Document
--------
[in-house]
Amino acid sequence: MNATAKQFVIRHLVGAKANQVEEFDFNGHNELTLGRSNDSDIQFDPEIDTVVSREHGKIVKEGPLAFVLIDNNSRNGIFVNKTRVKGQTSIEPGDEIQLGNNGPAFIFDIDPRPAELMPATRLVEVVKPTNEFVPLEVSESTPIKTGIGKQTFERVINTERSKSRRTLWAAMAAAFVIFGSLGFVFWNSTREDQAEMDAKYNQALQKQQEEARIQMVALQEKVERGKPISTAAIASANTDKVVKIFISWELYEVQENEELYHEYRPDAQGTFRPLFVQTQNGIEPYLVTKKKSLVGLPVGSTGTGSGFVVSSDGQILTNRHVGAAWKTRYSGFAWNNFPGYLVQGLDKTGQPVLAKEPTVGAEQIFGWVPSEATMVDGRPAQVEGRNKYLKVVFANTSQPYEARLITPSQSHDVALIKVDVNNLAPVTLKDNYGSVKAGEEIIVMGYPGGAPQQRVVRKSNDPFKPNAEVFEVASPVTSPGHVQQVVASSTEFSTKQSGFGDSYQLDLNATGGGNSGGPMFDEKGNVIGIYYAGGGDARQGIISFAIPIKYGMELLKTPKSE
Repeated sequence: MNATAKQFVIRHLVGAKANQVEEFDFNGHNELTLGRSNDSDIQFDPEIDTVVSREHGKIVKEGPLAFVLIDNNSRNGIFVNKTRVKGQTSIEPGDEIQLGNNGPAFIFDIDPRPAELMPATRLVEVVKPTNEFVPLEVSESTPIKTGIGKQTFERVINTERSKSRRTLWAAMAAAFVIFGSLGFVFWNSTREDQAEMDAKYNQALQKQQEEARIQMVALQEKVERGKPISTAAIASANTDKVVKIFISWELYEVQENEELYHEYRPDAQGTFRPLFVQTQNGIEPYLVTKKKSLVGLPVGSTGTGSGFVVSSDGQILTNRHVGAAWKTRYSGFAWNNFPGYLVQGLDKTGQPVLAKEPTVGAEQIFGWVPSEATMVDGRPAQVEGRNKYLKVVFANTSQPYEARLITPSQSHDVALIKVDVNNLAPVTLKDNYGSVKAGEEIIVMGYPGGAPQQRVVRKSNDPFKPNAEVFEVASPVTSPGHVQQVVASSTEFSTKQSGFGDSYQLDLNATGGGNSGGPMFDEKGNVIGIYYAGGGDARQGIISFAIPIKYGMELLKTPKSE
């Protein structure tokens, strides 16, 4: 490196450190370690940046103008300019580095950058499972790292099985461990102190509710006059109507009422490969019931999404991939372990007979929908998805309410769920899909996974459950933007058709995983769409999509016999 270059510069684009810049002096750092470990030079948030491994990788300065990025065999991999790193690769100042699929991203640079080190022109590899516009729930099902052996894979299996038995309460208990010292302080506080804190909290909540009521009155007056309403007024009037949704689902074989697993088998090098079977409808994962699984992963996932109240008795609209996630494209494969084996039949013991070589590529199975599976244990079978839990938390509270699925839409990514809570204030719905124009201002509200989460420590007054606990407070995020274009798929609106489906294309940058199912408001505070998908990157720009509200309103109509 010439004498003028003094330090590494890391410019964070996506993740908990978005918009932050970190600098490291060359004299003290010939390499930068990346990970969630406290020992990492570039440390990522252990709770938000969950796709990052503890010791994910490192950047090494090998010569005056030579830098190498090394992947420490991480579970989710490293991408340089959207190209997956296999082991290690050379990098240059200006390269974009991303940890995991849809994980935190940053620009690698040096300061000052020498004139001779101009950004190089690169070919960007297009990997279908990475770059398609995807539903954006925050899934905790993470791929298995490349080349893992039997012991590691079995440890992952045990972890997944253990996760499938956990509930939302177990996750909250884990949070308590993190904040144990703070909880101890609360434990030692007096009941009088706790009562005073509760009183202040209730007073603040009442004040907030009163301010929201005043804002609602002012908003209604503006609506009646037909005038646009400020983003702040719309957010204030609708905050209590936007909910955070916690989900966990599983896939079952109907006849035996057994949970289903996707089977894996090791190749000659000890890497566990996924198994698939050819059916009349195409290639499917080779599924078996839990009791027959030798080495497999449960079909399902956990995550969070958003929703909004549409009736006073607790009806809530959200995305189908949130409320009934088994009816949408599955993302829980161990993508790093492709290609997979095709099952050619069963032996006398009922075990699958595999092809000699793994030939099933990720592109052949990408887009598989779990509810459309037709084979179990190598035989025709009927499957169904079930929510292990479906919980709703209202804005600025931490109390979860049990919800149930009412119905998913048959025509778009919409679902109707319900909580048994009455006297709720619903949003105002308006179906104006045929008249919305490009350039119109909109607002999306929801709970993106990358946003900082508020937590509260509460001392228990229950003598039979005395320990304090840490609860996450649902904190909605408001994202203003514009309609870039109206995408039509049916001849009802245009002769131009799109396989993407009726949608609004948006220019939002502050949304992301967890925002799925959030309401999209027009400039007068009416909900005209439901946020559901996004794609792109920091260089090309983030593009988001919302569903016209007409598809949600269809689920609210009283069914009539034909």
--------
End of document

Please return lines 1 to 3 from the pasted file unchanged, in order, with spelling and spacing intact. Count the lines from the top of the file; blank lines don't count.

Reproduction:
[in-house]
Amino acid sequence: MNATAKQFVIRHLVGAKANQVEEFDFNGHNELTLGRSNDSDIQFDPEIDTVVSREHGKIVKEGPLAFVLIDNNSRNGIFVNKTRVKGQTSIEPGDEIQLGNNGPAFIFDIDPRPAELMPATRLVEVVKPTNEFVPLEVSESTPIKTGIGKQTFERVINTERSKSRRTLWAAMAAAFVIFGSLGFVFWNSTREDQAEMDAKYNQALQKQQEEARIQMVALQEKVERGKPISTAAIASANTDKVVKIFISWELYEVQENEELYHEYRPDAQGTFRPLFVQTQNGIEPYLVTKKKSLVGLPVGSTGTGSGFVVSSDGQILTNRHVGAAWKTRYSGFAWNNFPGYLVQGLDKTGQPVLAKEPTVGAEQIFGWVPSEATMVDGRPAQVEGRNKYLKVVFANTSQPYEARLITPSQSHDVALIKVDVNNLAPVTLKDNYGSVKAGEEIIVMGYPGGAPQQRVVRKSNDPFKPNAEVFEVASPVTSPGHVQQVVASSTEFSTKQSGFGDSYQLDLNATGGGNSGGPMFDEKGNVIGIYYAGGGDARQGIISFAIPIKYGMELLKTPKSE
Repeated sequence: MNATAKQFVIRHLVGAKANQVEEFDFNGHNELTLGRSNDSDIQFDPEIDTVVSREHGKIVKEGPLAFVLIDNNSRNGIFVNKTRVKGQTSIEPGDEIQLGNNGPAFIFDIDPRPAELMPATRLVEVVKPTNEFVPLEVSESTPIKTGIGKQTFERVINTERSKSRRTLWAAMAAAFVIFGSLGFVFWNSTREDQAEMDAKYNQALQKQQEEARIQMVALQEKVERGKPISTAAIASANTDKVVKIFISWELYEVQENEELYHEYRPDAQGTFRPLFVQTQNGIEPYLVTKKKSLVGLPVGSTGTGSGFVVSSDGQILTNRHVGAAWKTRYSGFAWNNFPGYLVQGLDKTGQPVLAKEPTVGAEQIFGWVPSEATMVDGRPAQVEGRNKYLKVVFANTSQPYEARLITPSQSHDVALIKVDVNNLAPVTLKDNYGSVKAGEEIIVMGYPGGAPQQRVVRKSNDPFKPNAEVFEVASPVTSPGHVQQVVASSTEFSTKQSGFGDSYQLDLNATGGGNSGGPMFDEKGNVIGIYYAGGGDARQGIISFAIPIKYGMELLKTPKSE